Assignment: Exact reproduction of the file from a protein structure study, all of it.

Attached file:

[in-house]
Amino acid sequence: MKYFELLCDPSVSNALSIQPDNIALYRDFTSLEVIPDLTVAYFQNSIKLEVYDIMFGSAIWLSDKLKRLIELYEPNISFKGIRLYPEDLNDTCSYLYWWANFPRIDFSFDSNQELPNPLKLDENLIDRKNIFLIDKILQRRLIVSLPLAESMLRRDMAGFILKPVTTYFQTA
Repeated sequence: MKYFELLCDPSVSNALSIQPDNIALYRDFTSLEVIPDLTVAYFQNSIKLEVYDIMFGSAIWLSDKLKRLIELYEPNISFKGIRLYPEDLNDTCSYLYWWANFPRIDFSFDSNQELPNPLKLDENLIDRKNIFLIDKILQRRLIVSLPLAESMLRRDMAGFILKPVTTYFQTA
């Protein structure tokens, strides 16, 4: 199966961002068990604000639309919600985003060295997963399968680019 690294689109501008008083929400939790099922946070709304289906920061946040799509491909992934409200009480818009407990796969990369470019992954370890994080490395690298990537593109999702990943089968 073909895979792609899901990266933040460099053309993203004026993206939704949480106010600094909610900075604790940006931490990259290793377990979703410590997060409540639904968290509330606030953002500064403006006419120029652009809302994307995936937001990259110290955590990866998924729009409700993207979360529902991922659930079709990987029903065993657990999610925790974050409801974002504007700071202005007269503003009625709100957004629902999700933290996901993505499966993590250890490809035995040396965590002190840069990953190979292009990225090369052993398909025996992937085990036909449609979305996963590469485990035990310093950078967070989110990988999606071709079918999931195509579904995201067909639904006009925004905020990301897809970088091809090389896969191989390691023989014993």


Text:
[in-house]
Amino acid sequence: MKYFELLCDPSVSNALSIQPDNIALYRDFTSLEVIPDLTVAYFQNSIKLEVYDIMFGSAIWLSDKLKRLIELYEPNISFKGIRLYPEDLNDTCSYLYWWANFPRIDFSFDSNQELPNPLKLDENLIDRKNIFLIDKILQRRLIVSLPLAESMLRRDMAGFILKPVTTYFQTA
Repeated sequence: MKYFELLCDPSVSNALSIQPDNIALYRDFTSLEVIPDLTVAYFQNSIKLEVYDIMFGSAIWLSDKLKRLIELYEPNISFKGIRLYPEDLNDTCSYLYWWANFPRIDFSFDSNQELPNPLKLDENLIDRKNIFLIDKILQRRLIVSLPLAESMLRRDMAGFILKPVTTYFQTA
């Protein structure tokens, strides 16, 4: 199966961002068990604000639309919600985003060295997963399968680019 690294689109501008008083929400939790099922946070709304289906920061946040799509491909992934409200009480818009407990796969990369470019992954370890994080490395690298990537593109999702990943089968 073909895979792609899901990266933040460099053309993203004026993206939704949480106010600094909610900075604790940006931490990259290793377990979703410590997060409540639904968290509330606030953002500064403006006419120029652009809302994307995936937001990259110290955590990866998924729009409700993207979360529902991922659930079709990987029903065993657990999610925790974050409801974002504007700071202005007269503003009625709100957004629902999700933290996901993505499966993590250890490809035995040396965590002190840069990953190979292009990225090369052993398909025996992937085990036909449609979305996963590469485990035990310093950078967070989110990988999606071709079918999931195509579904995201067909639904006009925004905020990301897809970088091809090389896969191989390691023989014993």